When I was five-years-old I heard fiddle at Lee Mace's Ozark Opry in Osage Beach, Missouri. I told my mom I wanted to do that, and she put me off for two years until I ended up taking lessons on my great-grandfather's fiddle. At first, I played classical, but Mom found a teacher who'd let me learn fiddle tunes too. When Papaw saw me playing a fiddle tune by reading music, he stopped, stared me down, and said, "That ain't fiddle playing." If a melody wasn't handed down by ear, it wasn't worth much. I learned my first tune by ear from Great Uncle Bud—"Ragtime Annie."

Like most anyone else my age I heard top forty as a child, though I still recall my mom's 45s and my dad's albums: Platters, Bill Haley and his Comets, Tennessee Ernie Ford, Chet Atkins. In the summer after my eighth grade year I lay in front of my brother's Realistic console stereo while a thunderstorm passed. " A Day in the Life," came on. Lightning kept interrupting. "Who's that?" I thought. My brother listened to Steve Miller Band and REO Speedwagon. I went from obsessions with The Beatles to Bob Dylan to Woody Guthrie to Harry Smith's Anthology of American Folk Music, and from there I branched out everywhere from John Prine to Otis Redding to Lottie Kimbrough to The Allen Brothers to Charley Patton to the Old Pal Smoke Shop Four. I studied liner notes like they were Dead Sea scrolls. As I wrote the novel I read everything I could find by Charles Wolfe, Vance Randolph, Peter Guralnick, Nick Tosches, Miles Gordon, Greil Marcus, Ken Emerson, John Jacob Niles. Books and liner notes helped with accuracy, but I have to admit most of the stuff leaked out of my head.

I should say that I did sing in coffeehouses and bars, but I wasn't very good. Even so, I wanted to be a singer-songwriter before I ever wrote a poem. But to be such a thing you have to entertain, you have to perform, and it doesn't hurt if you can play well. I'm not all that entertaining, so I hope I'm better off performing for a blank page.

How did you go about sculpting this story? What challenges did you face in balancing several complex storylines with intersecting characters?

I start writing and hope I end up somewhere. I scatter a mess of words. To use a brush-clearing metaphor, I have to hack, mow, landscape. By that time I may have an idea of what's going on in the story.

That said, I dreamt about the main characters in this book when I lived in California and wrote the dreams down. I do that sometimes; I don't know why. So: a woman shot four high-school boys; a man couldn't find his way home because the roads were new. Maybe seven years later, I started writing them. As I wrote, I drew maps of the land over which my characters wandered. I wrote long paragraphs about their history, their likes and dislikes: favorite sandwiches, laundry detergent, room lighting, brands of boots and shoes, information that never made it to story but helped me understand the sort of people I was fighting on the page.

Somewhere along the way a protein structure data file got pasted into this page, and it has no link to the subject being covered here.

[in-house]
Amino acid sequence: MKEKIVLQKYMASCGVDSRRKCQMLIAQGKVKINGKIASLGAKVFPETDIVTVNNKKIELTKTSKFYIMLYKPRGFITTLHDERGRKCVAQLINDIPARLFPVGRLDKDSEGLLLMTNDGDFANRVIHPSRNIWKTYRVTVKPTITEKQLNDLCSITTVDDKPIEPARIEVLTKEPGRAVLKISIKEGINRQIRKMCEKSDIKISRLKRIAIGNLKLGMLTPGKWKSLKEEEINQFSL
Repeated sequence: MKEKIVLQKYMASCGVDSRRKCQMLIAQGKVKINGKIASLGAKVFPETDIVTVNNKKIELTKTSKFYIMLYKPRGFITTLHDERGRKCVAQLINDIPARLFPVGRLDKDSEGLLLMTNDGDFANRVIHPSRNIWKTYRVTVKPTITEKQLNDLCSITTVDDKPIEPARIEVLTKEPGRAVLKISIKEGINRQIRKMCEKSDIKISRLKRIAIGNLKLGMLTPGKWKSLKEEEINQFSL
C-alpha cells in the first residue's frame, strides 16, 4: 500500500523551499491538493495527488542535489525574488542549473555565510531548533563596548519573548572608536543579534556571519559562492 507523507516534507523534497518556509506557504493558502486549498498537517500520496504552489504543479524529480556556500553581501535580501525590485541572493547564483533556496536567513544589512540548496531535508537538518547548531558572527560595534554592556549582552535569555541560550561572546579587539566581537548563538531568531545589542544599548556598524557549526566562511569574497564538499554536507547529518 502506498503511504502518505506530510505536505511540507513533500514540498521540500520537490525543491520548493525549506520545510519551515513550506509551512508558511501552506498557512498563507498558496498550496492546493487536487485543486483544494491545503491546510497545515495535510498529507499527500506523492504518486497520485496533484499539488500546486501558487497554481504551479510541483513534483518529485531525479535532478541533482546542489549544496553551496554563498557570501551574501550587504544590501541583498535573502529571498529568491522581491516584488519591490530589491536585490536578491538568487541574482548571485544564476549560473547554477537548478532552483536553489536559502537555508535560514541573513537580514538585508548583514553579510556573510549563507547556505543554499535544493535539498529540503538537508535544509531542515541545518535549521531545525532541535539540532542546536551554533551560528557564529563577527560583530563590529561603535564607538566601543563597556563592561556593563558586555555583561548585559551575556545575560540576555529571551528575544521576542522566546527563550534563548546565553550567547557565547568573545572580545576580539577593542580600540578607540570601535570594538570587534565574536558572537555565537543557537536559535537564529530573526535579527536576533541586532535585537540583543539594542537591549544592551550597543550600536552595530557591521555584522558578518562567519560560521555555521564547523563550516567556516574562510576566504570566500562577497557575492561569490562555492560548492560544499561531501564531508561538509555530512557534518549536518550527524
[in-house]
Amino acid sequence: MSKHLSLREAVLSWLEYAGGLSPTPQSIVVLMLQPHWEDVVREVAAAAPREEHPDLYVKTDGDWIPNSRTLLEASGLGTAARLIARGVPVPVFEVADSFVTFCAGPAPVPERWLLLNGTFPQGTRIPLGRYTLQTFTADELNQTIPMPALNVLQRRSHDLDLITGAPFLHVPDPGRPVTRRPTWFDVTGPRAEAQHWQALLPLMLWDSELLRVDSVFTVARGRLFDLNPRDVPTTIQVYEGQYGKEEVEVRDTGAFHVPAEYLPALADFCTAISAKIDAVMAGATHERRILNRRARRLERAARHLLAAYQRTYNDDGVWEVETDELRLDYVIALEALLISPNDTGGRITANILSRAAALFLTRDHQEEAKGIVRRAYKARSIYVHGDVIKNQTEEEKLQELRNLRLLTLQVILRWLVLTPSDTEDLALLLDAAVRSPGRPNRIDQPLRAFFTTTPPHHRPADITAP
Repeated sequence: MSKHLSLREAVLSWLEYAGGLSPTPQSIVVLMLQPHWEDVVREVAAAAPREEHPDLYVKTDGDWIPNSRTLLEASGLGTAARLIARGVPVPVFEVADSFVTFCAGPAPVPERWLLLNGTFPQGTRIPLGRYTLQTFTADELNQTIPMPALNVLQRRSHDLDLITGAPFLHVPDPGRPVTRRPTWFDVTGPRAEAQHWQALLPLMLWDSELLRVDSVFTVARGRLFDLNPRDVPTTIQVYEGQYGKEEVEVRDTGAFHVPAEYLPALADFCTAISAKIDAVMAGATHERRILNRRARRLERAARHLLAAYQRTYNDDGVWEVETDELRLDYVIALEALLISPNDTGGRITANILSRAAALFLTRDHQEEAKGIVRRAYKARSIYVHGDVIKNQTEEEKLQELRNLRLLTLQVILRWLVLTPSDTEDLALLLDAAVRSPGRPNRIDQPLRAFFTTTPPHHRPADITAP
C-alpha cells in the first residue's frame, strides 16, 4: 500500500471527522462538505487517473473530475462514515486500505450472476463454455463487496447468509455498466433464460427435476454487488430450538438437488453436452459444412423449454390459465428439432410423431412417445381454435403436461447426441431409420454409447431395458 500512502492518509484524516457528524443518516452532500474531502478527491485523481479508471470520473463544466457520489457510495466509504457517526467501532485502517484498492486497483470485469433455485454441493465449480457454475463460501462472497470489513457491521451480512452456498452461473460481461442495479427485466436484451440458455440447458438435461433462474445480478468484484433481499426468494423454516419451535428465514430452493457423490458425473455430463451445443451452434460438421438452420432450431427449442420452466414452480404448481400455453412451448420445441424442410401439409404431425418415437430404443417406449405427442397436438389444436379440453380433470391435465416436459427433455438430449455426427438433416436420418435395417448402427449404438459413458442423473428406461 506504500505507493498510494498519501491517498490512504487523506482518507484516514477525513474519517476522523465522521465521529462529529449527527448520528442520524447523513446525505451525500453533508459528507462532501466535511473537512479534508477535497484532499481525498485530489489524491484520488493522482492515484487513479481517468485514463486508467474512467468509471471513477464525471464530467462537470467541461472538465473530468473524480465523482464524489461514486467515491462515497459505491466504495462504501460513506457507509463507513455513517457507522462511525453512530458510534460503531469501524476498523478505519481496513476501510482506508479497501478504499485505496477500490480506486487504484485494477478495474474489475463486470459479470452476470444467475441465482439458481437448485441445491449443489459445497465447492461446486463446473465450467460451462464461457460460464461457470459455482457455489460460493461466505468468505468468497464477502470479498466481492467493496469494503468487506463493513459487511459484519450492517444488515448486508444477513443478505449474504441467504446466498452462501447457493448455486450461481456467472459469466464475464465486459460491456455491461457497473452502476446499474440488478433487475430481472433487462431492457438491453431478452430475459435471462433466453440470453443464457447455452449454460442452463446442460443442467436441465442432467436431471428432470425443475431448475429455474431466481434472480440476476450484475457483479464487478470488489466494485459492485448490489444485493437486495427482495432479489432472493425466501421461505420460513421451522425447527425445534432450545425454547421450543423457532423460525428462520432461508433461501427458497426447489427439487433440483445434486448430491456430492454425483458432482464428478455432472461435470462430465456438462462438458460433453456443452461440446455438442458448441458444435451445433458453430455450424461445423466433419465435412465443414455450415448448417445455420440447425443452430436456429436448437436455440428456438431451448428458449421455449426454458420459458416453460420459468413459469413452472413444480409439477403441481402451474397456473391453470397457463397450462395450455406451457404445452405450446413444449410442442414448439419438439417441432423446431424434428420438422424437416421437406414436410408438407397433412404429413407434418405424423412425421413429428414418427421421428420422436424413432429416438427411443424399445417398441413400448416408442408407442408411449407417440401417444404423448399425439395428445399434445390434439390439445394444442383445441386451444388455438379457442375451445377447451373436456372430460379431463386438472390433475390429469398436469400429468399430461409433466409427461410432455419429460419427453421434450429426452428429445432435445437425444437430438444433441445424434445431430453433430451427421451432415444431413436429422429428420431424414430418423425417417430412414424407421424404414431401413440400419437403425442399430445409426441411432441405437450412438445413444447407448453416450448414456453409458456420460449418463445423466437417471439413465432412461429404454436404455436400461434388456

Randy, the deaf-mute, the hog-eyed man, and idealistic ideas about old-time music insinuated themselves into the work, and I ended up with four intersecting story lines of six-hundred pages. Fine if you're working on a Russian epic. I was not.

I write by hand and type what I write, though what that has to do with anything I've no idea. I edit those pages. I retype. Pages go into a computer where they get edited all over again. One writer who saw a portion of an early typed manuscript asked what a hog-eyed man was. I knew a hog-eyed man was in more than a few old songs, but that was all. This was before Google. When I finally found the answer I had a decent understanding of the story. If I remember right, and I probably don't, I realized I needed to scale some characters back and bring others to the fore.

After my first son was born I went out back to what we like to call the studio—a messy room over our garage—to print what I thought was a once-and-for-all version of the manuscript. Three a.m. A new baby. The computer froze. I have a temper. I beat hell out of the machine and lost the hard drive.

I started over from old typewritten drafts, which I cut up with scissors and taped together. I rewrote. The hog-eyed man became an expert in song, as did Newbern. Randy became a chorus singing in blank verse. Without them, the book lacked a necessary layering. Without them, Cyrus and Margaret were strangers in a strange land, circling one another and lost.

What projects are you working on now?

When people ask what I'm working on, I say, " a mess." So far I'm working on a mess of poems; a mess of essays about music and family; and an unholy mess of a novel that, these days, takes place in 1865, 1965, and 2005 in Wakoda County, Missouri. I don't know where that novel is going, but I know where it is.